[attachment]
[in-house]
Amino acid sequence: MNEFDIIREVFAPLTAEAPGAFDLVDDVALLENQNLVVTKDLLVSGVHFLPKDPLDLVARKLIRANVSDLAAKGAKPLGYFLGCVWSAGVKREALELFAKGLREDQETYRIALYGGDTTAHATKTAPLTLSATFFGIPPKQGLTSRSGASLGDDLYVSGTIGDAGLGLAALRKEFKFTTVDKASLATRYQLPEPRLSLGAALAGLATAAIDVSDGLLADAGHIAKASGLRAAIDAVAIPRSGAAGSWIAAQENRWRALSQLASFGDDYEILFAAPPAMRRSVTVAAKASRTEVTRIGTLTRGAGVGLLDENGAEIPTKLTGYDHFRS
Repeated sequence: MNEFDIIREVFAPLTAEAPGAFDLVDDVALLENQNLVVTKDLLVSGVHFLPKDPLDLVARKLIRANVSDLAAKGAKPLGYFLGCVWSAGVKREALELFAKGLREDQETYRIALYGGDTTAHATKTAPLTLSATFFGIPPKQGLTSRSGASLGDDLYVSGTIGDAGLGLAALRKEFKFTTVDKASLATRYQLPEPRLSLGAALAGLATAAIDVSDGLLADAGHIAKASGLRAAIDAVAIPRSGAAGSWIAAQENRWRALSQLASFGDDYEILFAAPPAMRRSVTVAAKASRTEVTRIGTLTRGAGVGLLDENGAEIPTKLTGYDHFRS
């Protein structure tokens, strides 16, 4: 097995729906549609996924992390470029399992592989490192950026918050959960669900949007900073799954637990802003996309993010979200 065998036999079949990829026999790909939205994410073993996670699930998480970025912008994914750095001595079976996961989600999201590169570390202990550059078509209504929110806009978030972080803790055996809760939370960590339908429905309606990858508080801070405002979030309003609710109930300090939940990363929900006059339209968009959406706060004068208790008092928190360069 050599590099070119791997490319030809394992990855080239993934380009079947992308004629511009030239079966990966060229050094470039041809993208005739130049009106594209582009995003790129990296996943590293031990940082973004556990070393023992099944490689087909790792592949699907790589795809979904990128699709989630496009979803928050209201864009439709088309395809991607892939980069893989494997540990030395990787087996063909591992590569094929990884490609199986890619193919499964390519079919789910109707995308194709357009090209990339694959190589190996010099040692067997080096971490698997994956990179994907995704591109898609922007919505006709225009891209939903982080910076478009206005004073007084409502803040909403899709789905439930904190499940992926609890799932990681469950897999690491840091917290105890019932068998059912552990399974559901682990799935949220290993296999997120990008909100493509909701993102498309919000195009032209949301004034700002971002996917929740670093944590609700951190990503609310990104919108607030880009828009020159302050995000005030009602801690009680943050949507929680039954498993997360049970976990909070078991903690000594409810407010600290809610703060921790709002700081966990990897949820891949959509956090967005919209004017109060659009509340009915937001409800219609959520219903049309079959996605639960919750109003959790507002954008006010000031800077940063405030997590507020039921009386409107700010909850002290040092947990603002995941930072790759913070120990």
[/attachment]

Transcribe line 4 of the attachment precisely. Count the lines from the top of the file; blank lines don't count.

């Protein structure tokens, strides 16, 4: 097995729906549609996924992390470029399992592989490192950026918050959960669900949007900073799954637990802003996309993010979200 065998036999079949990829026999790909939205994410073993996670699930998480970025912008994914750095001595079976996961989600999201590169570390202990550059078509209504929110806009978030972080803790055996809760939370960590339908429905309606990858508080801070405002979030309003609710109930300090939940990363929900006059339209968009959406706060004068208790008092928190360069 050599590099070119791997490319030809394992990855080239993934380009079947992308004629511009030239079966990966060229050094470039041809993208005739130049009106594209582009995003790129990296996943590293031990940082973004556990070393023992099944490689087909790792592949699907790589795809979904990128699709989630496009979803928050209201864009439709088309395809991607892939980069893989494997540990030395990787087996063909591992590569094929990884490609199986890619193919499964390519079919789910109707995308194709357009090209990339694959190589190996010099040692067997080096971490698997994956990179994907995704591109898609922007919505006709225009891209939903982080910076478009206005004073007084409502803040909403899709789905439930904190499940992926609890799932990681469950897999690491840091917290105890019932068998059912552990399974559901682990799935949220290993296999997120990008909100493509909701993102498309919000195009032209949301004034700002971002996917929740670093944590609700951190990503609310990104919108607030880009828009020159302050995000005030009602801690009680943050949507929680039954498993997360049970976990909070078991903690000594409810407010600290809610703060921790709002700081966990990897949820891949959509956090967005919209004017109060659009509340009915937001409800219609959520219903049309079959996605639960919750109003959790507002954008006010000031800077940063405030997590507020039921009386409107700010909850002290040092947990603002995941930072790759913070120990």